It seems that Cold Exposure has become quite popular recently. But, is this practice harmless?
The history of Cold Exposure
Hippocrates, the Father of Medicine, said that water therapy relieved the apathy and lethargy. However, we would have to wait until this therapy would actually become a trend.
In 1750, medicine books started to advise swimming in the sea in order to treat many different diseases. According to these documents, winter was the best time of the year to do so.
Wim Hof Method
One of them is the Wim Hof method, which combines breathing exercises and cold exposure. It has become extremely popular and he claims that it can improve the immune system, pathologies such as depression, or simply sharpen the focus.
Anything that involves “personal growth” or “improving our physical and mental health” is quite catchy and it quickly becomes a trend.
But today, we are going to analyze the dangers of uncontrolled cold exposure from a scientific point of view in order to be more aware of what we are dealing with.
Disclaimer: we are not trying to send hate to anyone here…
Dangers of Cold Exposure according to Science
According to the WHO, 372 000 people (42 per hour) died from drowning only in 2012, being the third cause of non-natural death.
In order to know why can someone die due to cold exposure, we need to understand a few basic concepts:
- Cold water: <15 degrees centigrade (Mike Tipton, who investigates the human physiological response to extreme environments).
- However, the thermoneutral zone for some who does swimming is 25 degrees centigrade.
- The lower the temperature, the less time it will take before we enter hypothermia and vice versa.
What happens to the body when the body temperature drops?
- We start shivering at 36ºC. This is a body reflex in order to increase the body temperature by triggering involuntary physical movement.
- Around 35ºC, we will be confused, disoriented and we will no longer look for help. You feel apathetic, nothing matters and you start fading.
- Amnesia strikes at 34ºC, you start losing control of what happened and you have a hard time remembering things.
- At 33ºC, it is much more probably to experience heart arrhythmia.
- If you reach 30ºC, you will probably faint and lose consciousness. If you can grab onto something you will not drown, but things get grim if you are swimming in the middle of nowhere.
- Ventricular fibrillation is almost guaranteed at 28ºC, which is the most frequent and lethal type of arrhythmia.
- Finally, we reach the temperature that establishes the limit that is compatible with life, 25ºC.
However, there are always outliers…
The risks of cold
Years later, science has discovered other potential risks of cold exposure that have little to do with hypothermia:
Cold shock response
There are thermoreceptors in our skin that start to function when we dive into cold water. In general, they trigger hyperventilation, which sometimes can be consciously suppressed.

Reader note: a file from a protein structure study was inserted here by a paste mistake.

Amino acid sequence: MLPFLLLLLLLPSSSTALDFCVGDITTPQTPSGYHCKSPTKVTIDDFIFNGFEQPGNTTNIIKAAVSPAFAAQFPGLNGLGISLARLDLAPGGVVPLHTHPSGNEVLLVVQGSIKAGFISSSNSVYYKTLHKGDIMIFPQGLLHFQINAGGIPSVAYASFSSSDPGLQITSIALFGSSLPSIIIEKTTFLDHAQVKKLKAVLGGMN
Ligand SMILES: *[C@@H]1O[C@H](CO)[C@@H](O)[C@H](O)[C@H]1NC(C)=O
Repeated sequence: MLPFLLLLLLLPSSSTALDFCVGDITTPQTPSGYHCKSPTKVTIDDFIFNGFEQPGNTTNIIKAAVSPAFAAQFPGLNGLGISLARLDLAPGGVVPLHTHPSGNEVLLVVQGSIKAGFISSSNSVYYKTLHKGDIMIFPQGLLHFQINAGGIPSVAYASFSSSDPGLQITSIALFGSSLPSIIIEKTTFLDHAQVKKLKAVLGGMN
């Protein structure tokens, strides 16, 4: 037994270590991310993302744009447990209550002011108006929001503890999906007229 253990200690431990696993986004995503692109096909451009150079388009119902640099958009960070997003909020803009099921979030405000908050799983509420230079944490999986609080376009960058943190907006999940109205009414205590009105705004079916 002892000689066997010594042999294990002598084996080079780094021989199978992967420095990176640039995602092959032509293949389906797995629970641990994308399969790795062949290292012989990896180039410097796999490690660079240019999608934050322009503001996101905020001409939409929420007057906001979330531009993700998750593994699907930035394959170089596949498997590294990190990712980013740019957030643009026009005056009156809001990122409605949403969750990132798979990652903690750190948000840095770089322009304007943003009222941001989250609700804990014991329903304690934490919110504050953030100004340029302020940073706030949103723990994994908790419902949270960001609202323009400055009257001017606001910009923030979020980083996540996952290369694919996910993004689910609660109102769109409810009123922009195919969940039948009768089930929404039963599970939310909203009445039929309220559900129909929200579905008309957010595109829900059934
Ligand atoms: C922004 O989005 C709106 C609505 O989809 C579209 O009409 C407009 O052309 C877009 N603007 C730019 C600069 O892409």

If this hyperventilation lasts for a long time, it causes the so called “respiratory alkalosis”. This increases the blood pH to a more basic pH.
This happens due to an interesting phenomenon, a conflict of the autonomous nervous system due to the concomitant activation of two of its main components:
- The sympathetic nervous system, which is activated by the thermoreceptors we just mentioned.
- The parasympathetic nervous system, which is activated by the immersion response, specially due to diving into the water or apnea.
This activation of opposite systems makes it much likely to experience heart dysrhythmia and arrhythmia.
Specially if there is a prolonged apnea or predisposing factors such as long QT syndrome, heart ischemic diseases or ventricular hypertrophy.
Diving into ice-cold water
Nerve paralysis and neuromuscular incapacitation
The nerve function slows down with temperatures under 20 degrees centigrade.
When we do a cold exposure between 5-15 degrees for several minutes, we may experience a symptomatology that equals peripheral nervous paralysis. This can result in drowning due to the inability to stay afloat.
Less physiological adaptations to physical exercises, specially strength and hypertrophy
Yes, that is right…
It seems that the typical ice-cold water immersion or ice baths that athletes use to recover from an important physical effort are actually a double-edge sword:
- On the one hand, it seems to relieve the muscle pain and buffer the inflammation
- On the other hand, it interferes with the molecular adaptations to physical exercise, specially with the anabolic signalling that leads to muscle hypertrophy.
That is all for now, see you in the next post! Cheers!
- Stocks JM, Taylor NAS, Tipton MJ, Greenleaf JE. Human Physiological Responses to Cold Exposure. Aviation Space and Environmental Medicine. 2004.
- Tipton MJ, Collier N, Massey H, Corbett J, Harper M. Cold water immersion: kill or cure? Exp Physiol. 2017;
- Cochrane DJ. Alternating hot and cold water immersion for athlete recovery: A review. Physical Therapy in Sport. 2004.
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